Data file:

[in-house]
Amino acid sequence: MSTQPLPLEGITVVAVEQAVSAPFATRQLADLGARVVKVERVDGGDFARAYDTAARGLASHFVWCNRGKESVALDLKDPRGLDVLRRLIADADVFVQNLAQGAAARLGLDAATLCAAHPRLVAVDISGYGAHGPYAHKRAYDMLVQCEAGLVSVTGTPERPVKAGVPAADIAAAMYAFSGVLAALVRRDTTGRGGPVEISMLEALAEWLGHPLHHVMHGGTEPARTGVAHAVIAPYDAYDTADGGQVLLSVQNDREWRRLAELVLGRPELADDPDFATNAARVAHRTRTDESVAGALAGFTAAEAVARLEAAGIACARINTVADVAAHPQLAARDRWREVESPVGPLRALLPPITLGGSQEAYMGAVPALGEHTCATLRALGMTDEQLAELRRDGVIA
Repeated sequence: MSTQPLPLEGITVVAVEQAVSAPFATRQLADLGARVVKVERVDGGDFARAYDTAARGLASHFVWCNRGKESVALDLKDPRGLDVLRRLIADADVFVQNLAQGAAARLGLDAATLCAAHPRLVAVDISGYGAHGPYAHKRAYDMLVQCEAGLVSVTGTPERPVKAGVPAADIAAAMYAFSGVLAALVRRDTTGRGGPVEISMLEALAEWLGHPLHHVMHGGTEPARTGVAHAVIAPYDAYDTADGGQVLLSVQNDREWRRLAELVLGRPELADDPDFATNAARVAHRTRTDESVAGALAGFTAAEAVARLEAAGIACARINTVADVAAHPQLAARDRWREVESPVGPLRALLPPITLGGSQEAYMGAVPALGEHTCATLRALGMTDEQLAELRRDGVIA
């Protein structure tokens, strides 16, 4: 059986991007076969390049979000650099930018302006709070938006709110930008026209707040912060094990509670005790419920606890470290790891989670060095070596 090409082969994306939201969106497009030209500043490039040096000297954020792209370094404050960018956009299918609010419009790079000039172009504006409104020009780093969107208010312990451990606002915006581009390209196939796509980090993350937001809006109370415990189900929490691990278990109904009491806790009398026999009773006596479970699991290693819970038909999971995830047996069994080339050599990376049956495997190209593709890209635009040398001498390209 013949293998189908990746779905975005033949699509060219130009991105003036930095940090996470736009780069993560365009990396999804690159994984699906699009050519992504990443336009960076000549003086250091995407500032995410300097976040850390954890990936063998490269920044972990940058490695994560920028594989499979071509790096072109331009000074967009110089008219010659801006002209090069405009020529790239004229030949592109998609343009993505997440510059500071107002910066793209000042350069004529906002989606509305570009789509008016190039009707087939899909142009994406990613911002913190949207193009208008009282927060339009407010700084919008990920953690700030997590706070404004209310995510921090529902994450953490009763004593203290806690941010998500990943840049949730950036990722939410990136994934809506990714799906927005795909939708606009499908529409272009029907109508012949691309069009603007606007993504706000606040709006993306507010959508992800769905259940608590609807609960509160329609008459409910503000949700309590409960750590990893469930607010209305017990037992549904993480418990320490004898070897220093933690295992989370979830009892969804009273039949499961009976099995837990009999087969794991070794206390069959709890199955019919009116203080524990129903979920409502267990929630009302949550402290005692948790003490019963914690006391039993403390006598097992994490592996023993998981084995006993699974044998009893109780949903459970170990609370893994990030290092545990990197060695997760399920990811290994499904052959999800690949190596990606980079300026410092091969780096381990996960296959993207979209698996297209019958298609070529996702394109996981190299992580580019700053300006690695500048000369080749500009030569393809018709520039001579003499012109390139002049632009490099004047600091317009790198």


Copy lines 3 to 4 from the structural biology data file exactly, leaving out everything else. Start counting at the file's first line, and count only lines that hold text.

Repeated sequence: MSTQPLPLEGITVVAVEQAVSAPFATRQLADLGARVVKVERVDGGDFARAYDTAARGLASHFVWCNRGKESVALDLKDPRGLDVLRRLIADADVFVQNLAQGAAARLGLDAATLCAAHPRLVAVDISGYGAHGPYAHKRAYDMLVQCEAGLVSVTGTPERPVKAGVPAADIAAAMYAFSGVLAALVRRDTTGRGGPVEISMLEALAEWLGHPLHHVMHGGTEPARTGVAHAVIAPYDAYDTADGGQVLLSVQNDREWRRLAELVLGRPELADDPDFATNAARVAHRTRTDESVAGALAGFTAAEAVARLEAAGIACARINTVADVAAHPQLAARDRWREVESPVGPLRALLPPITLGGSQEAYMGAVPALGEHTCATLRALGMTDEQLAELRRDGVIA
């Protein structure tokens, strides 16, 4: 059986991007076969390049979000650099930018302006709070938006709110930008026209707040912060094990509670005790419920606890470290790891989670060095070596 090409082969994306939201969106497009030209500043490039040096000297954020792209370094404050960018956009299918609010419009790079000039172009504006409104020009780093969107208010312990451990606002915006581009390209196939796509980090993350937001809006109370415990189900929490691990278990109904009491806790009398026999009773006596479970699991290693819970038909999971995830047996069994080339050599990376049956495997190209593709890209635009040398001498390209 013949293998189908990746779905975005033949699509060219130009991105003036930095940090996470736009780069993560365009990396999804690159994984699906699009050519992504990443336009960076000549003086250091995407500032995410300097976040850390954890990936063998490269920044972990940058490695994560920028594989499979071509790096072109331009000074967009110089008219010659801006002209090069405009020529790239004229030949592109998609343009993505997440510059500071107002910066793209000042350069004529906002989606509305570009789509008016190039009707087939899909142009994406990613911002913190949207193009208008009282927060339009407010700084919008990920953690700030997590706070404004209310995510921090529902994450953490009763004593203290806690941010998500990943840049949730950036990722939410990136994934809506990714799906927005795909939708606009499908529409272009029907109508012949691309069009603007606007993504706000606040709006993306507010959508992800769905259940608590609807609960509160329609008459409910503000949700309590409960750590990893469930607010209305017990037992549904993480418990320490004898070897220093933690295992989370979830009892969804009273039949499961009976099995837990009999087969794991070794206390069959709890199955019919009116203080524990129903979920409502267990929630009302949550402290005692948790003490019963914690006391039993403390006598097992994490592996023993998981084995006993699974044998009893109780949903459970170990609370893994990030290092545990990197060695997760399920990811290994499904052959999800690949190596990606980079300026410092091969780096381990996960296959993207979209698996297209019958298609070529996702394109996981190299992580580019700053300006690695500048000369080749500009030569393809018709520039001579003499012109390139002049632009490099004047600091317009790198």